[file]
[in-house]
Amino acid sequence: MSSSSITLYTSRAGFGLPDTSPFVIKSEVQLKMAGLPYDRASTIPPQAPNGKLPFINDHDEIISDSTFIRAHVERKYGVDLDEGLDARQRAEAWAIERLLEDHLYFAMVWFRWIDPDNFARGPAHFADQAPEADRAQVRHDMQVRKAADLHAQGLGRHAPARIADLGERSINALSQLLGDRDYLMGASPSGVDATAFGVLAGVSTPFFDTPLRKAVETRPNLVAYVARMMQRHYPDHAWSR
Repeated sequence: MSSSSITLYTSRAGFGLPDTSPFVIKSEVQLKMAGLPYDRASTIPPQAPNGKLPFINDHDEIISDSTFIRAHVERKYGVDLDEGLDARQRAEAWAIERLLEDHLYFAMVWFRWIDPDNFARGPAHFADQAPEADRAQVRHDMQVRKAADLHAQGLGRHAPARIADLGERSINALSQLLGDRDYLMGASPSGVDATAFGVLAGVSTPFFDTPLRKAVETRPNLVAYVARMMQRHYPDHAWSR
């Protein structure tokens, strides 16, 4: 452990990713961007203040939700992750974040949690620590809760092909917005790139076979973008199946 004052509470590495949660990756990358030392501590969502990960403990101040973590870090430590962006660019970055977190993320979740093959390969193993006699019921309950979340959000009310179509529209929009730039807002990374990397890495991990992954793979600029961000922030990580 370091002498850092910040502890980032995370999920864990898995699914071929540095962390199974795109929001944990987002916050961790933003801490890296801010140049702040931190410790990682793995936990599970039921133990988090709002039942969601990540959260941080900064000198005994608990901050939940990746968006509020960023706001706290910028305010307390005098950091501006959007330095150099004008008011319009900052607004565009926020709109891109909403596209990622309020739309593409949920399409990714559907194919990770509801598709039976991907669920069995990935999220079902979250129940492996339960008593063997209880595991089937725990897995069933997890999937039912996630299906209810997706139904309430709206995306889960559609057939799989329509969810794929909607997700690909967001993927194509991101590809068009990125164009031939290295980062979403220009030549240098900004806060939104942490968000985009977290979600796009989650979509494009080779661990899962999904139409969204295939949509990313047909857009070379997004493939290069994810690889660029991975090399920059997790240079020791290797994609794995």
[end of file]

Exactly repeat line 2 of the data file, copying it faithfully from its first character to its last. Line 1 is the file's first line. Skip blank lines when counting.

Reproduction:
Amino acid sequence: MSSSSITLYTSRAGFGLPDTSPFVIKSEVQLKMAGLPYDRASTIPPQAPNGKLPFINDHDEIISDSTFIRAHVERKYGVDLDEGLDARQRAEAWAIERLLEDHLYFAMVWFRWIDPDNFARGPAHFADQAPEADRAQVRHDMQVRKAADLHAQGLGRHAPARIADLGERSINALSQLLGDRDYLMGASPSGVDATAFGVLAGVSTPFFDTPLRKAVETRPNLVAYVARMMQRHYPDHAWSR